At the center of Christian faith is the doctrine of the Trinity, namely, that we believe in one God who is Three Persons. This truth shapes all the other teachings of the Church, including the teachings on abortion. Let's look first at some of the Scriptural teachings on the Trinity.
The New Testament reveals the fact that the Persons of the Trinity have an intimate sharing of life with each other, and that furthermore, that life is passed on to us in a manner in some way comparable to what happens in the Trinity. In John 17: 20-23 we read, "I pray not only for them, but also for those who will believe in me through their word, so that they may all be one, as you, Father, are in me and I in you, that they also may be one in us, that the world may believe that you sent me. And I have given them the glory you have given me, so that they may be one, as we are one, I in them and you in me, that they may be brought to perfection as one, that the world may know that you sent me, and that you loved them even as you loved me."
The Trinity exhibits the ultimate realities of union and self-giving, which then, not by necessity but by God’s free decision, overflow into our lives. We are caught up in the life of the Trinity, the life of Grace. The Father loves us as He loves the Son. The Son commands us to love one another as He loves us (see Jn. 15: 12).
Just as the Father shows Himself to the Son, the Son reveals the Father to us. We read in Matthew 11: 27: "All things have been handed over to me by my Father. No one knows the Son except the Father, and no one knows the Father except the Son and anyone to whom the Son wishes to reveal Him." This knowledge, of course, is the eternal life (see Jn. 17: 3) which is Christ Himself.
The Lord makes the same connection when He speaks of the Eucharist in John 6: 57: "Just as the living Father sent me and I have life because of the Father, so also the one who feeds on me will have life because of me."
The Holy Spirit is sent by both the Father and the Son. "And I will ask the Father, and he will give you another Advocate to be with you always, the Spirit of truth" (Jn. 14: 16-17). "If I do not go, the Advocate will not come to you. But if I go, I will send him to you" (Jn. 16: 7). He is sent by the Father and the Son because He proceeds from them both. The giving of the Spirit to us in history reflects the Trinitarian life of God beyond history.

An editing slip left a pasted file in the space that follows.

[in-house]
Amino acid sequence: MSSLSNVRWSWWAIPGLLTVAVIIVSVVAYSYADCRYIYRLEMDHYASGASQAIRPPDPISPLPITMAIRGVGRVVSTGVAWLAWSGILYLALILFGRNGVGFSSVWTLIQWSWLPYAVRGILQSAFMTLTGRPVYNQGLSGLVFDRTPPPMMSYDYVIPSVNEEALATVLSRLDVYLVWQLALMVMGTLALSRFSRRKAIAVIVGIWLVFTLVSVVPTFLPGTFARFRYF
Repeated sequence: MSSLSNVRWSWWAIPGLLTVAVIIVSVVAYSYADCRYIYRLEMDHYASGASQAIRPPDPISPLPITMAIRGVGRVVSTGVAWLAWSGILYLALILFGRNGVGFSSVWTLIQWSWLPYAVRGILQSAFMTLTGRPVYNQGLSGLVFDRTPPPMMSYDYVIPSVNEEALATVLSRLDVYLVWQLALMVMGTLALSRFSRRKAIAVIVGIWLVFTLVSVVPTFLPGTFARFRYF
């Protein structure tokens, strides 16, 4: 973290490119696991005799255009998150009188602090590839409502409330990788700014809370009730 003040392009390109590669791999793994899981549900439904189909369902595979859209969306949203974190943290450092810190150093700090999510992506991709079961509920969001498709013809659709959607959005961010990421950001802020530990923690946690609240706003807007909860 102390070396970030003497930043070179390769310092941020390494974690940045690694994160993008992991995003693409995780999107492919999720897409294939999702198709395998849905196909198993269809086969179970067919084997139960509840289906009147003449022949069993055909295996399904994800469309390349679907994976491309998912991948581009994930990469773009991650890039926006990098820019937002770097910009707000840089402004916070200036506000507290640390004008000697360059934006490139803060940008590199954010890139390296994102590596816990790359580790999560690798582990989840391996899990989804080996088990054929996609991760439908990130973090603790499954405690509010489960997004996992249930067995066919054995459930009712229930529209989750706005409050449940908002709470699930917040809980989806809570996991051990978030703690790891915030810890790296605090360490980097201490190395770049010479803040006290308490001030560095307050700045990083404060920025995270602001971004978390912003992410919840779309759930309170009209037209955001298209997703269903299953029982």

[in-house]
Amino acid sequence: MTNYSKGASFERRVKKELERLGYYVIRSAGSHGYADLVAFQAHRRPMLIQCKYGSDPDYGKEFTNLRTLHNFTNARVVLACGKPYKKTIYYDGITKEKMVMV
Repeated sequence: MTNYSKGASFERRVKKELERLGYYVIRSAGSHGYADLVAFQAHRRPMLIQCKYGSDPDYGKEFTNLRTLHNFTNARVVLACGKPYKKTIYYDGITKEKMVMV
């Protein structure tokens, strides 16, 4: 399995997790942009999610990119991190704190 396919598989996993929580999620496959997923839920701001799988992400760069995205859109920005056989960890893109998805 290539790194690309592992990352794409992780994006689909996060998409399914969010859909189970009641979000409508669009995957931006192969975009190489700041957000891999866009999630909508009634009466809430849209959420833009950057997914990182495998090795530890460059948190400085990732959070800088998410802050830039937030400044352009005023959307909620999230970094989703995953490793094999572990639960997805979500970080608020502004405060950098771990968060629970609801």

The link here with the abortion struggle is this: We do not find fulfillment unless we give ourselves away in love. The very existence of the Persons in the Trinity is defined by their mutual self-giving. The same is true, in an analogous way, with us. To see the abortion debate as simply a conflict between the rights of the mother and the rights of the child is to underestimate the depth of this controversy. The abortion debate goes deeper. It is about the question, "Can mother and child find their fulfillment apart from each other?"
Some claim, "Abortion is my right because I have the right to fulfill myself in this society." If one chooses not to marry and raise a family, that is fine. But in that case, there is still no fulfillment unless the person's life is spent in self-giving, whether in service to society or to the Church. Moreover, whether married or not, when a woman carries a child within her, she now faces the question, "Can I really find fulfillment by pushing another human being out of the way?' Our answer is no. We never find fulfillment by pushing another person out of the way. We find it when we push ourselves out of the way.
It is obvious that the preborn child needs the mother to survive, at least for a time. What we also need to draw more attention to is the fact that the mother, as all of us, need to give ourselves away to the child and for the child, not just as a charity or a good deed, but as an essential condition of our own fulfillment. To be fully human involves accepting the call to be fruitful, to give life, in one form or another. After all, human beings were created by the Trinity!